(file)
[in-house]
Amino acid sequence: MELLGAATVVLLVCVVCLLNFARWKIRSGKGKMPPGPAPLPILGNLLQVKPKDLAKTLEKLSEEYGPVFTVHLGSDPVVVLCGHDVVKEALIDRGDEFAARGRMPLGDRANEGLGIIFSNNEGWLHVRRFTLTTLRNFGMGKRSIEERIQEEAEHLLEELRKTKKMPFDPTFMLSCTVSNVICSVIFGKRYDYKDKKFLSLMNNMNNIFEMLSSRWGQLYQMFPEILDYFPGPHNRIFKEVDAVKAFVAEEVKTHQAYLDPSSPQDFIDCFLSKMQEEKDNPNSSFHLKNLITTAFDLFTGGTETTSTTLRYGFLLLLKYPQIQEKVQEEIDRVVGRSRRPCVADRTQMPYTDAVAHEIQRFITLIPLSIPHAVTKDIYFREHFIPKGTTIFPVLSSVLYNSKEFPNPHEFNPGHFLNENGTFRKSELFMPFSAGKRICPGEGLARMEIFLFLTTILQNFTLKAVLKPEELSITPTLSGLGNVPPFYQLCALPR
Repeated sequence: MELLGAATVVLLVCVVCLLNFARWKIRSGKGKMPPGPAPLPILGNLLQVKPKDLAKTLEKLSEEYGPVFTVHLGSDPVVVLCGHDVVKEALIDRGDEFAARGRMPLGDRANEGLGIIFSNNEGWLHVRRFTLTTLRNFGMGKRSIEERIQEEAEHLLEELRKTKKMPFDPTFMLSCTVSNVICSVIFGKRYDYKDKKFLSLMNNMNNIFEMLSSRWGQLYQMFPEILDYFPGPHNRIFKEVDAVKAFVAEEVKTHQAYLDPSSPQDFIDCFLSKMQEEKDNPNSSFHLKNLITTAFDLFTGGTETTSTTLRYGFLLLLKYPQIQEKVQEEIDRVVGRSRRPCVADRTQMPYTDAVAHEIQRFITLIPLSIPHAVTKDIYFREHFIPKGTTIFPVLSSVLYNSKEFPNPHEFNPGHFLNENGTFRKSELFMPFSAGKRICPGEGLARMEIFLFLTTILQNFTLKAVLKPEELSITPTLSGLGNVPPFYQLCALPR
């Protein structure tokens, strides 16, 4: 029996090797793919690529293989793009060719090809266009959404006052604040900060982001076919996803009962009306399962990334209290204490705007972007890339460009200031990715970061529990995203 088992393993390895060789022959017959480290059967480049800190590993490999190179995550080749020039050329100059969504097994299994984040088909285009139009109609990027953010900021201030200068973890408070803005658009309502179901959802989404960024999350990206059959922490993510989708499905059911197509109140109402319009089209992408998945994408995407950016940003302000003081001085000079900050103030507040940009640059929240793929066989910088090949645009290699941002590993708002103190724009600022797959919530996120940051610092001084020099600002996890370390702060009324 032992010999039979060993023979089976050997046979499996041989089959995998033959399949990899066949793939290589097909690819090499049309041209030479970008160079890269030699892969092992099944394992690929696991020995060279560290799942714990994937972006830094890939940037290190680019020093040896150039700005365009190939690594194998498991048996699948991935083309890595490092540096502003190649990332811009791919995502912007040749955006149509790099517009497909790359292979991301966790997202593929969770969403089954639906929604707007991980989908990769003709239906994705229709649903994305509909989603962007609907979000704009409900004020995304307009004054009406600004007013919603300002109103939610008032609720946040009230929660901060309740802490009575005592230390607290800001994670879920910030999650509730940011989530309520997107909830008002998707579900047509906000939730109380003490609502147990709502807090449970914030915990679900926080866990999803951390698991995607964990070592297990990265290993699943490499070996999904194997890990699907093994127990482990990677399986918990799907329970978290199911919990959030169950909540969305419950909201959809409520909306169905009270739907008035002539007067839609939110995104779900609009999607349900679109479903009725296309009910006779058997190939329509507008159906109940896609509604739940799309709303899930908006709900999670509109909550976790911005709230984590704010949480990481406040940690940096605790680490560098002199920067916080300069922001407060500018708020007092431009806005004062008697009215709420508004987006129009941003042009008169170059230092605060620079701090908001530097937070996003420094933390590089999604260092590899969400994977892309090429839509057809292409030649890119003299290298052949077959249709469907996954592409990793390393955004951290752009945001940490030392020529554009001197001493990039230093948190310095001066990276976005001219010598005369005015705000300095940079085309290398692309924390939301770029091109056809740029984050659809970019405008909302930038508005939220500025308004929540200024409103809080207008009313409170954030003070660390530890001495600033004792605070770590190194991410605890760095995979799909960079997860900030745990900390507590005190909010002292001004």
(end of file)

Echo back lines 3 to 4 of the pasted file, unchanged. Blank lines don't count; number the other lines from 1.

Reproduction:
Repeated sequence: MELLGAATVVLLVCVVCLLNFARWKIRSGKGKMPPGPAPLPILGNLLQVKPKDLAKTLEKLSEEYGPVFTVHLGSDPVVVLCGHDVVKEALIDRGDEFAARGRMPLGDRANEGLGIIFSNNEGWLHVRRFTLTTLRNFGMGKRSIEERIQEEAEHLLEELRKTKKMPFDPTFMLSCTVSNVICSVIFGKRYDYKDKKFLSLMNNMNNIFEMLSSRWGQLYQMFPEILDYFPGPHNRIFKEVDAVKAFVAEEVKTHQAYLDPSSPQDFIDCFLSKMQEEKDNPNSSFHLKNLITTAFDLFTGGTETTSTTLRYGFLLLLKYPQIQEKVQEEIDRVVGRSRRPCVADRTQMPYTDAVAHEIQRFITLIPLSIPHAVTKDIYFREHFIPKGTTIFPVLSSVLYNSKEFPNPHEFNPGHFLNENGTFRKSELFMPFSAGKRICPGEGLARMEIFLFLTTILQNFTLKAVLKPEELSITPTLSGLGNVPPFYQLCALPR
């Protein structure tokens, strides 16, 4: 029996090797793919690529293989793009060719090809266009959404006052604040900060982001076919996803009962009306399962990334209290204490705007972007890339460009200031990715970061529990995203 088992393993390895060789022959017959480290059967480049800190590993490999190179995550080749020039050329100059969504097994299994984040088909285009139009109609990027953010900021201030200068973890408070803005658009309502179901959802989404960024999350990206059959922490993510989708499905059911197509109140109402319009089209992408998945994408995407950016940003302000003081001085000079900050103030507040940009640059929240793929066989910088090949645009290699941002590993708002103190724009600022797959919530996120940051610092001084020099600002996890370390702060009324 032992010999039979060993023979089976050997046979499996041989089959995998033959399949990899066949793939290589097909690819090499049309041209030479970008160079890269030699892969092992099944394992690929696991020995060279560290799942714990994937972006830094890939940037290190680019020093040896150039700005365009190939690594194998498991048996699948991935083309890595490092540096502003190649990332811009791919995502912007040749955006149509790099517009497909790359292979991301966790997202593929969770969403089954639906929604707007991980989908990769003709239906994705229709649903994305509909989603962007609907979000704009409900004020995304307009004054009406600004007013919603300002109103939610008032609720946040009230929660901060309740802490009575005592230390607290800001994670879920910030999650509730940011989530309520997107909830008002998707579900047509906000939730109380003490609502147990709502807090449970914030915990679900926080866990999803951390698991995607964990070592297990990265290993699943490499070996999904194997890990699907093994127990482990990677399986918990799907329970978290199911919990959030169950909540969305419950909201959809409520909306169905009270739907008035002539007067839609939110995104779900609009999607349900679109479903009725296309009910006779058997190939329509507008159906109940896609509604739940799309709303899930908006709900999670509109909550976790911005709230984590704010949480990481406040940690940096605790680490560098002199920067916080300069922001407060500018708020007092431009806005004062008697009215709420508004987006129009941003042009008169170059230092605060620079701090908001530097937070996003420094933390590089999604260092590899969400994977892309090429839509057809292409030649890119003299290298052949077959249709469907996954592409990793390393955004951290752009945001940490030392020529554009001197001493990039230093948190310095001066990276976005001219010598005369005015705000300095940079085309290398692309924390939301770029091109056809740029984050659809970019405008909302930038508005939220500025308004929540200024409103809080207008009313409170954030003070660390530890001495600033004792605070770590190194991410605890760095995979799909960079997860900030745990900390507590005190909010002292001004």